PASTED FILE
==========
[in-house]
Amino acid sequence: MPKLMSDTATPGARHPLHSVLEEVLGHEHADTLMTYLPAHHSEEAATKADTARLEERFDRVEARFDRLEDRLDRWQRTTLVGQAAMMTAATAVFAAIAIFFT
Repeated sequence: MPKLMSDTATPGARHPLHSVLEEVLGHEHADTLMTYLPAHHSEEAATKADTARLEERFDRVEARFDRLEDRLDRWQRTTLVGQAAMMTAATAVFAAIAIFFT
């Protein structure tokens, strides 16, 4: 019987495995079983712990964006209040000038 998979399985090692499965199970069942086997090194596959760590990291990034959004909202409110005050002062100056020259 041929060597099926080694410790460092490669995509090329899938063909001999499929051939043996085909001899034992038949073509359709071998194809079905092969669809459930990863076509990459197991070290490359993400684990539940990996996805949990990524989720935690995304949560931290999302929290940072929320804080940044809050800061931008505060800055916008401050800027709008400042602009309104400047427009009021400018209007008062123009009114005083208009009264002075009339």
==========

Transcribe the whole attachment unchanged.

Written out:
[in-house]
Amino acid sequence: MPKLMSDTATPGARHPLHSVLEEVLGHEHADTLMTYLPAHHSEEAATKADTARLEERFDRVEARFDRLEDRLDRWQRTTLVGQAAMMTAATAVFAAIAIFFT
Repeated sequence: MPKLMSDTATPGARHPLHSVLEEVLGHEHADTLMTYLPAHHSEEAATKADTARLEERFDRVEARFDRLEDRLDRWQRTTLVGQAAMMTAATAVFAAIAIFFT
């Protein structure tokens, strides 16, 4: 019987495995079983712990964006209040000038 998979399985090692499965199970069942086997090194596959760590990291990034959004909202409110005050002062100056020259 041929060597099926080694410790460092490669995509090329899938063909001999499929051939043996085909001899034992038949073509359709071998194809079905092969669809459930990863076509990459197991070290490359993400684990539940990996996805949990990524989720935690995304949560931290999302929290940072929320804080940044809050800061931008505060800055916008401050800027709008400042602009309104400047427009009021400018209007008062123009009114005083208009009264002075009339």